GM: So you took over as Chairman in July, what did you see as being your main goals?
RB: My main goal after taking over in July was to just stay in the job until the bitter end and not buckle under pressure from the odd hot head who was not game to get in there themselves and just stand on the side and throw mud - and you get that in any organisation - and try and oversee some good outcomes for the end of the crush, such as looking at sending cane elsewhere or doing other things with the crop and then to oversee the winding up of the organisation and the finish of it in this area I think. That is about the only thing that we can really hope for over the next four or five months.
GM: How would you describe the mood of the canefarmers in the Maroochy region since the intent to close the Mill was announced? How long ago was it announced by the way?
RB: Oh last year. The mood, oh I suppose at first the mood was – going back to sort of early to mid-last year - it was ‘nah, that’ll never happen.’ There will be a ‘white knight’, there will be a Government, there will be somebody who will ride in and save us. Those of us at the top end of the structure knew that no one was going to save us because they closed mills in Newcastle, they shut down Ansett Airlines, they do all sorts of things with far bigger fish than we are and we knew that we really weren’t going to get any help. We get a lot of talk about help; we get a lot of lip service; we get meetings organised and we get committees formed and whatever, but we don’t get a lot of help; we’ve got to help ourselves. So I think we went out of denial; I think there is a lot of anger, but I think canegrowers, being the fairly conservative, fairly older age groups that the anger won’t boil over into anything tangible. We’ve had one suicide, which we can attribute partially to the problem - not entirely but partially - which is very unfortunate. I think we’re going to have some troubles with people once it really sets in, once it really sinks in, when they start pulling pieces out of the Mill and trucking them off to scrap metal yards or other mills or whatever and we’ll know that it will never, ever run again, I think it will really sink in that it is closed.
GM: I should have asked you this question before; you mentioned something about the cane rail and an allowance for that. It has all got to be pulled up and you have made some sort of arrangement?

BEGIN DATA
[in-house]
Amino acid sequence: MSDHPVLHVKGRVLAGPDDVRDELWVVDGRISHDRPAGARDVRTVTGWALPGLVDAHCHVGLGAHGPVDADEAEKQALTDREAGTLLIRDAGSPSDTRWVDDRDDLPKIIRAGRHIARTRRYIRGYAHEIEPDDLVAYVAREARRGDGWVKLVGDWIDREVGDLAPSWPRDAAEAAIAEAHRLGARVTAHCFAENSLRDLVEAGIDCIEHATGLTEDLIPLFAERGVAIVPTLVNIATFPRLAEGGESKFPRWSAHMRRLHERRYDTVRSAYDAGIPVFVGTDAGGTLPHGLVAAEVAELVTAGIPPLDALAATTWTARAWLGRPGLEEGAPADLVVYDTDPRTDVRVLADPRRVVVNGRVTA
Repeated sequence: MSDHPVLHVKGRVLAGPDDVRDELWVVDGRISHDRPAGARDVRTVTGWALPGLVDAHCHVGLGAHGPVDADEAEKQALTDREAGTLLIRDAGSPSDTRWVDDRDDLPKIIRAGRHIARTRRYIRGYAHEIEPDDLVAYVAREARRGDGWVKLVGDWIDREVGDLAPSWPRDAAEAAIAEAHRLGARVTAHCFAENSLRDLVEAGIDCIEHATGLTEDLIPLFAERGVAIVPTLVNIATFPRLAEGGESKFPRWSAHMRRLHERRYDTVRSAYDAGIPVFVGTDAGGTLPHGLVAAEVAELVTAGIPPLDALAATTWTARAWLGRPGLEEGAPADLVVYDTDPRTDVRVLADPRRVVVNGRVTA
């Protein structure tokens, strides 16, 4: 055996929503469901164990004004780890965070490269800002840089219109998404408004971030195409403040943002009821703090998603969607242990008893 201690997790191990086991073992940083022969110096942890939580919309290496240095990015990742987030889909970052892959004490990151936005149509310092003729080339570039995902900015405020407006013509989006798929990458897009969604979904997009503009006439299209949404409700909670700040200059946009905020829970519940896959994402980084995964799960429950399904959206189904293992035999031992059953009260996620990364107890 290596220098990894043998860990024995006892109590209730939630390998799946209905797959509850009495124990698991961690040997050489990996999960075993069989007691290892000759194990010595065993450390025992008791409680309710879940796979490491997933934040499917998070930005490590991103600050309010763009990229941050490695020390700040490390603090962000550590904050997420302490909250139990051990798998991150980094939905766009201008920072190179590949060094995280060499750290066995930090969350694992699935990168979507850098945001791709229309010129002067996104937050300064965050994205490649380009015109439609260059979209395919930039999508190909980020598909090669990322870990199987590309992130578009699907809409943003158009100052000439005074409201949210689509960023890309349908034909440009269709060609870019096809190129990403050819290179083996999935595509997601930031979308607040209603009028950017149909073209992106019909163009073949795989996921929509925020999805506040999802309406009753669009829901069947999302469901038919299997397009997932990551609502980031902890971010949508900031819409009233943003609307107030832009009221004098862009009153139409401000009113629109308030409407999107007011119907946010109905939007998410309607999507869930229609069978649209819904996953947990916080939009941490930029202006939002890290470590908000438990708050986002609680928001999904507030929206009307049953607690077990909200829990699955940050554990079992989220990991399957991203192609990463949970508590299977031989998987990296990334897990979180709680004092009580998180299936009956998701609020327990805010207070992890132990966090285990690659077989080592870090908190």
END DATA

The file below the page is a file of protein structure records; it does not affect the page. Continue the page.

RB: Yes, we offered to allow them to leave it on the cane farms owned by canegrowers to save them money and that was part of the deal to negotiate that $5.50 down and they came up with a figure of about $1.40 a ton, that was worth, I think But it has been a can of worms but we finally got there. We received the documents where we sign it and - typical Bundaberg Sugar they want their cake and eat it - so they are going to come and take some of the line (the heavy rail) but not all of it. So that has caused a lot of angst, but we have worked through that and I think we have got a reasonable outcome.
GM: Have you seen a change in this mood? At first it was probably disbelief and then at some stage it must have become resentment and anger?
RB: Yes, there was some resentment and anger. We have sort of… I don’t know if there has been a lot of change. People go through sort of different changes. I can only talk about myself. I am not angry with Bundaberg Sugar as such or anybody in the company. I am very disappointed that collectively all of us couldn’t save the industry, because I think if we had all been passionate about and committed to it we could have. It would not have been easy - it is not easy in the sugar industry at the moment - I think we could have saved it. We didn’t. I think growers are too set in their ways. I believe that Bundaberg Sugar were just too tough and uncompromising in what their demands were. But people are moving in different ways. I am trying to hit the ground running, I am trying to get on with my life, and everybody is looking at it in different ways.
GM: Just run through some of the ideas or avenues that have been explored for cane farming and its continuance.